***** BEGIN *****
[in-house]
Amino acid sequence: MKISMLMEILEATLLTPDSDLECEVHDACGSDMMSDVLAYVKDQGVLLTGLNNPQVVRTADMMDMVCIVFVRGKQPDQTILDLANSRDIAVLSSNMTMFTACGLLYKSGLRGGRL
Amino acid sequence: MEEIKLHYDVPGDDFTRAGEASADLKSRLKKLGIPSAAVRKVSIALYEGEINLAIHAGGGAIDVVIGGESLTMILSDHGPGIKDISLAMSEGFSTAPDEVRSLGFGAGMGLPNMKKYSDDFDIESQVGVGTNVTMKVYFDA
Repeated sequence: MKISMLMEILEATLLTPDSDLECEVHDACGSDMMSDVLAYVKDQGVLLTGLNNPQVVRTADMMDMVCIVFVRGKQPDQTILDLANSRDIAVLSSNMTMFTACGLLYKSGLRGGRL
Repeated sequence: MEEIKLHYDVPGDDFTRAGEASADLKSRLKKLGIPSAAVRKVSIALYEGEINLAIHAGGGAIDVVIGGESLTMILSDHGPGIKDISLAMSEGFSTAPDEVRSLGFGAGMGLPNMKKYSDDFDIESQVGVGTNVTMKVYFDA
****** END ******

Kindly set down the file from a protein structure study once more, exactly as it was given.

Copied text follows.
[in-house]
Amino acid sequence: MKISMLMEILEATLLTPDSDLECEVHDACGSDMMSDVLAYVKDQGVLLTGLNNPQVVRTADMMDMVCIVFVRGKQPDQTILDLANSRDIAVLSSNMTMFTACGLLYKSGLRGGRL
Amino acid sequence: MEEIKLHYDVPGDDFTRAGEASADLKSRLKKLGIPSAAVRKVSIALYEGEINLAIHAGGGAIDVVIGGESLTMILSDHGPGIKDISLAMSEGFSTAPDEVRSLGFGAGMGLPNMKKYSDDFDIESQVGVGTNVTMKVYFDA
Repeated sequence: MKISMLMEILEATLLTPDSDLECEVHDACGSDMMSDVLAYVKDQGVLLTGLNNPQVVRTADMMDMVCIVFVRGKQPDQTILDLANSRDIAVLSSNMTMFTACGLLYKSGLRGGRL
Repeated sequence: MEEIKLHYDVPGDDFTRAGEASADLKSRLKKLGIPSAAVRKVSIALYEGEINLAIHAGGGAIDVVIGGESLTMILSDHGPGIKDISLAMSEGFSTAPDEVRSLGFGAGMGLPNMKKYSDDFDIESQVGVGTNVTMKVYFDA